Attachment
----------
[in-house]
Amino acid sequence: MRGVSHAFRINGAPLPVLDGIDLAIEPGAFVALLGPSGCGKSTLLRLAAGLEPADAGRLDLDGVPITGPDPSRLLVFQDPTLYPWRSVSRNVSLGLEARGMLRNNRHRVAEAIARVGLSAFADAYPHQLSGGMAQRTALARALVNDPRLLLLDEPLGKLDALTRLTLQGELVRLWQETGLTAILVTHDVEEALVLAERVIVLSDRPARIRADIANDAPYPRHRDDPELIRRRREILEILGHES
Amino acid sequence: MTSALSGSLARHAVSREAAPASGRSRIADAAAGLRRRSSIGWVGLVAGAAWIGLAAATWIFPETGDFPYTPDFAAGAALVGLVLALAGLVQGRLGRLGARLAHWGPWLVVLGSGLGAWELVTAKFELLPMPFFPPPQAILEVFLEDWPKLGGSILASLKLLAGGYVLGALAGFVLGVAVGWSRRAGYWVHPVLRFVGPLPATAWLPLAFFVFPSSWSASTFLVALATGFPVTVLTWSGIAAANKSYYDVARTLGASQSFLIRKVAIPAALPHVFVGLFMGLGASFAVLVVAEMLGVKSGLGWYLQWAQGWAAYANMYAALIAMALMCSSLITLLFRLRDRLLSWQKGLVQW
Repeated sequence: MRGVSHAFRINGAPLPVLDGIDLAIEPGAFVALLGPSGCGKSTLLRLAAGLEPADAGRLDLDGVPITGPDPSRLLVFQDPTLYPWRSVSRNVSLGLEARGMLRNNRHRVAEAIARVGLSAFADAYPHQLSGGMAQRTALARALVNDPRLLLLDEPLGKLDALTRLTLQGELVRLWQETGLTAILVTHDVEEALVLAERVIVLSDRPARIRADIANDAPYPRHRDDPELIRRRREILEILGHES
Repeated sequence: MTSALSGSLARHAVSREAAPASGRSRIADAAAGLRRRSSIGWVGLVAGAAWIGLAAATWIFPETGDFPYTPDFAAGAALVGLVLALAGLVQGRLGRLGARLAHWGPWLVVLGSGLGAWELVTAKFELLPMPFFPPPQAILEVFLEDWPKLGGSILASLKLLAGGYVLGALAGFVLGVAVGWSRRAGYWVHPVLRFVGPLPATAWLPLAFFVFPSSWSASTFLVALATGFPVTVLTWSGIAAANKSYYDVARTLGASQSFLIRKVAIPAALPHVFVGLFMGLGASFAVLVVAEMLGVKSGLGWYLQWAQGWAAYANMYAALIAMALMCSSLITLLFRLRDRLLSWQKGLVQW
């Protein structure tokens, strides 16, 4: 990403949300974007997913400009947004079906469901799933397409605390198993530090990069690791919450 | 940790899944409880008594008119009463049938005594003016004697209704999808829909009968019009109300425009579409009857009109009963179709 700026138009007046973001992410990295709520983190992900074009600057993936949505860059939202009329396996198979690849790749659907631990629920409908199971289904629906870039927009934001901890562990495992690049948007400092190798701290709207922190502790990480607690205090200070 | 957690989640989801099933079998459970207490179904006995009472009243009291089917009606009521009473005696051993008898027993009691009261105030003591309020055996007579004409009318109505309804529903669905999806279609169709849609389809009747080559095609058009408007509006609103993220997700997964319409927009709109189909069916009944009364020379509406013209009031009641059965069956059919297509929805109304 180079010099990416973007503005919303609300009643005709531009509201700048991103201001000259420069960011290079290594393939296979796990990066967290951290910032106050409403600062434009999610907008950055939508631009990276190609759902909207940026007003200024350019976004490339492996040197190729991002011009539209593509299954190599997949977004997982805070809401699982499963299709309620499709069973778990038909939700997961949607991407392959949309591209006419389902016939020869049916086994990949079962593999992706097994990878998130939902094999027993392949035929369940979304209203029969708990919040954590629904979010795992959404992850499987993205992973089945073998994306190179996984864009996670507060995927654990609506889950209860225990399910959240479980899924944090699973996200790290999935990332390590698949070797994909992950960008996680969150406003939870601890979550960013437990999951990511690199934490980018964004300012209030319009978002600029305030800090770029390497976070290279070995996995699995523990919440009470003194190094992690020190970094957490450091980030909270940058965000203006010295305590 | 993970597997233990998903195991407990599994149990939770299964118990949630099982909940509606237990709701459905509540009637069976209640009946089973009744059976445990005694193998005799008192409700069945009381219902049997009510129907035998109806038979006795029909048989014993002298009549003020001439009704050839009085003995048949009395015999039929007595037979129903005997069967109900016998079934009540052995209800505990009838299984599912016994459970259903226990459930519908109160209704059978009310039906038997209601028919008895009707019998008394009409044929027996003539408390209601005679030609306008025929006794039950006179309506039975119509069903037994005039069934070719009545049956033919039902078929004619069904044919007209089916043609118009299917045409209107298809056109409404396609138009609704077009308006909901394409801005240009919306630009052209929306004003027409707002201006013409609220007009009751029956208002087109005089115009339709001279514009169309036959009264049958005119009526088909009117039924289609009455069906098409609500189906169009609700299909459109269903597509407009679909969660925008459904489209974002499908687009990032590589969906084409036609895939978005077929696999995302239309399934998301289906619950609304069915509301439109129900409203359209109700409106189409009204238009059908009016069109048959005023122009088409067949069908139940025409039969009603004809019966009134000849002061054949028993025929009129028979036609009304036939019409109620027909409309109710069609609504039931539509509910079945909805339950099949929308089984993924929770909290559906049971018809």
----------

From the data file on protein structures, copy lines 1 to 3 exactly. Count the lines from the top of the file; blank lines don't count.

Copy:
[in-house]
Amino acid sequence: MRGVSHAFRINGAPLPVLDGIDLAIEPGAFVALLGPSGCGKSTLLRLAAGLEPADAGRLDLDGVPITGPDPSRLLVFQDPTLYPWRSVSRNVSLGLEARGMLRNNRHRVAEAIARVGLSAFADAYPHQLSGGMAQRTALARALVNDPRLLLLDEPLGKLDALTRLTLQGELVRLWQETGLTAILVTHDVEEALVLAERVIVLSDRPARIRADIANDAPYPRHRDDPELIRRRREILEILGHES
Amino acid sequence: MTSALSGSLARHAVSREAAPASGRSRIADAAAGLRRRSSIGWVGLVAGAAWIGLAAATWIFPETGDFPYTPDFAAGAALVGLVLALAGLVQGRLGRLGARLAHWGPWLVVLGSGLGAWELVTAKFELLPMPFFPPPQAILEVFLEDWPKLGGSILASLKLLAGGYVLGALAGFVLGVAVGWSRRAGYWVHPVLRFVGPLPATAWLPLAFFVFPSSWSASTFLVALATGFPVTVLTWSGIAAANKSYYDVARTLGASQSFLIRKVAIPAALPHVFVGLFMGLGASFAVLVVAEMLGVKSGLGWYLQWAQGWAAYANMYAALIAMALMCSSLITLLFRLRDRLLSWQKGLVQW